A few years ago the tech world was shocked by Yahoo!’s CEO move to end remote working. The initial response was shock. After all, how could a company, in an industry which for the last 20 years has been championing the idea of remote working and telecommuting, do a total about face? Even I, initially, was a bit shocked by the move.
But after reading the press releases and reports, I discovered that the reason behind the move was to inspire innovation. And after reading the belief system that is being employed, I too began to rethink my position. When I think back to the times I have worked with colleagues and came up with something new and innovative; I have to admit that it has tended to be with colleagues whom I interacted with in the office or have face to face contact with. I have had instances of having innovation occur with remote workers as well. But not the same spur of the moment idea generation has occurred.
Admittedly, I am ashamed to say, that when it does come to working with remote colleagues my main communications with them are around projects we are working on. There really is not thought just to socialize with them. While I may ask them how the weather is where they are or joke with them about working in their pajamas or something, it has been primarily superficial dealings. With the main aim of the conversation evolving around getting a status of how they are getting on with their piece of a project. Unless, the genesis for the conversation was focused on innovating or brainstorming on an idea. But then we are not talking about the spur of the moment type of innovation. These interactions have been preplanned.
On the other hand, when I see people in the office we do tend to talk about things outside of the office. And it is through that socialization that I become more familiar with them. And inevitably the conversation does tend to swing around to something related to work which in turn at times turns into an idea.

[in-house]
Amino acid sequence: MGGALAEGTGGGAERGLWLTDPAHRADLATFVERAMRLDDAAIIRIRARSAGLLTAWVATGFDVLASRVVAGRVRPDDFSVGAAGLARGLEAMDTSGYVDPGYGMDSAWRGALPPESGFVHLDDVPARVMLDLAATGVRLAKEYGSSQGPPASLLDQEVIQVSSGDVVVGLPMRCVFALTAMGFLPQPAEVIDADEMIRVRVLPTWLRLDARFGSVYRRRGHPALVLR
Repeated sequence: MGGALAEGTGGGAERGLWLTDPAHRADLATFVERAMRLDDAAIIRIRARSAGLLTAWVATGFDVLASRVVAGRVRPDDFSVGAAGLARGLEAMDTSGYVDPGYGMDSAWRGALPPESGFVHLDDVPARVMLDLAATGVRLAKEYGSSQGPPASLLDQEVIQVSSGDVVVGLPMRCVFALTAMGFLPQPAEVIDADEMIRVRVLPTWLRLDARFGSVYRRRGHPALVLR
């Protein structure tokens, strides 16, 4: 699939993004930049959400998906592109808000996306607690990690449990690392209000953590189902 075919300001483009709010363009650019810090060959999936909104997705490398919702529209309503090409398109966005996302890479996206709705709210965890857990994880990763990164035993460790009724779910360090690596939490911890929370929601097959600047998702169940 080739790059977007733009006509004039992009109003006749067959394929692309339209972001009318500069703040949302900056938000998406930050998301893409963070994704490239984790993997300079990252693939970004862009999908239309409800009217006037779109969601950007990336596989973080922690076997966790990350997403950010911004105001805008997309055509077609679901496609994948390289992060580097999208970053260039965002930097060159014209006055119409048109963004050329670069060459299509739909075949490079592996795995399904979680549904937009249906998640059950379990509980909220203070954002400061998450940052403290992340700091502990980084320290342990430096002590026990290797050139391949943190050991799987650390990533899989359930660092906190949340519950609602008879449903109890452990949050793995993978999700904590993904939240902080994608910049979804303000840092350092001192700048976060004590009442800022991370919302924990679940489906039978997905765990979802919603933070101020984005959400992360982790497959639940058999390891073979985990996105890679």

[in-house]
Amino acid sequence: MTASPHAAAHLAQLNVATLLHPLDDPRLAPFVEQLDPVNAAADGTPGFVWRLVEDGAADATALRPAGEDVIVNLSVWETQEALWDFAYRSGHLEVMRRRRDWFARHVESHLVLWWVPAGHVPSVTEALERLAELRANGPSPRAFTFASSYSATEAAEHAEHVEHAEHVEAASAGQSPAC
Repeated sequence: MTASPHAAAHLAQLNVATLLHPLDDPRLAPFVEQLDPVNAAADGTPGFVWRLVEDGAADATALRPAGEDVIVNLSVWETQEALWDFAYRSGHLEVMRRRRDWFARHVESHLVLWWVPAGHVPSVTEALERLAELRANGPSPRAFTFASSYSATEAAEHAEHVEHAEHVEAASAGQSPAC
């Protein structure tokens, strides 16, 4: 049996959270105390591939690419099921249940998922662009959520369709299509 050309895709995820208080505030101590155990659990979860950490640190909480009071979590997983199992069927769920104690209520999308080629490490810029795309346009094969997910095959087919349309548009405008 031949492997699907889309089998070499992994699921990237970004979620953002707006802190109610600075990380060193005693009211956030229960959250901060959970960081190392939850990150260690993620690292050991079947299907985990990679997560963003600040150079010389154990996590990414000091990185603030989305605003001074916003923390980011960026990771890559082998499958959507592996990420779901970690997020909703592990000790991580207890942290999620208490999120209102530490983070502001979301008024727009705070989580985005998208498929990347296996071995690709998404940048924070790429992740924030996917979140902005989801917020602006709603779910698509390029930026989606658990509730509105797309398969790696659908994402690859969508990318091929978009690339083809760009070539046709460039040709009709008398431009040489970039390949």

I have worked with remote colleagues and have been impressed with their ability to get things done and for having unique solutions to issues. In fact for certain projects I work on I have happily endured the mish mash of time zones and the inherent issues around having a dispersed workforce, only because I know that the people are the best performers for the project. And for those types of assignments, this works great. In fact, I would even venture to say that within the workforce there are a lot of people who perform best when they are able to work remotely. As most organizations have found it is possible to leverage technology to bring remotely positioned employees into innovative conversations. After all, we have telephones, Instant Messaging, video teleconferencing, SharePoint to name a few which enable us to share and collaborate on ideas just as effectively as in person interactions.
I am not saying that it is not possible to have innovation with remote workers. But it does require more work and effort to build the relationship up to inspire innovation. After all, it is quite easy to get into a conversation with someone you see at the coffee machine or who drops by the office just to say hi initially. Versus having to pick-up the phone or send an IM just to say “Hi, how are you doing?” or “what did you think of the new movie that came out last week?”
In the case of Yahoo! they are looking for innovation. A skillset that they really need to be able to inspire. And judging by some recent articles about the company they really need to innovate fast if they are to correct the course they are progressing on. Perhaps they have discovered that having a large remote workforce has slowed down their innovation efforts.
So, has Yahoo! caught on to something that the rest of us may have missed?
What do you think? I would love to read your perspective on this topic.